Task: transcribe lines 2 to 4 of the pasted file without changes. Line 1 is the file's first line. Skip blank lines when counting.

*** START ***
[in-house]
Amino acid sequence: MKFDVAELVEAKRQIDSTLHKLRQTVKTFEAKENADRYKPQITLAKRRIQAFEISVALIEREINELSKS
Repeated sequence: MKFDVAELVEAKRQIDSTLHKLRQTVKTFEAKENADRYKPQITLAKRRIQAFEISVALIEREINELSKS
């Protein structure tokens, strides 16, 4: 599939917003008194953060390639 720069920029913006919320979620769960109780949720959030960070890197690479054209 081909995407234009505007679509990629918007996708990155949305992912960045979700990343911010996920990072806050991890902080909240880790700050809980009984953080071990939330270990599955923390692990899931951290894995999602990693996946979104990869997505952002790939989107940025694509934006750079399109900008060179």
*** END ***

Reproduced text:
Amino acid sequence: MKFDVAELVEAKRQIDSTLHKLRQTVKTFEAKENADRYKPQITLAKRRIQAFEISVALIEREINELSKS
Repeated sequence: MKFDVAELVEAKRQIDSTLHKLRQTVKTFEAKENADRYKPQITLAKRRIQAFEISVALIEREINELSKS
């Protein structure tokens, strides 16, 4: 599939917003008194953060390639 720069920029913006919320979620769960109780949720959030960070890197690479054209 081909995407234009505007679509990629918007996708990155949305992912960045979700990343911010996920990072806050991890902080909240880790700050809980009984953080071990939330270990599955923390692990899931951290894995999602990693996946979104990869997505952002790939989107940025694509934006750079399109900008060179």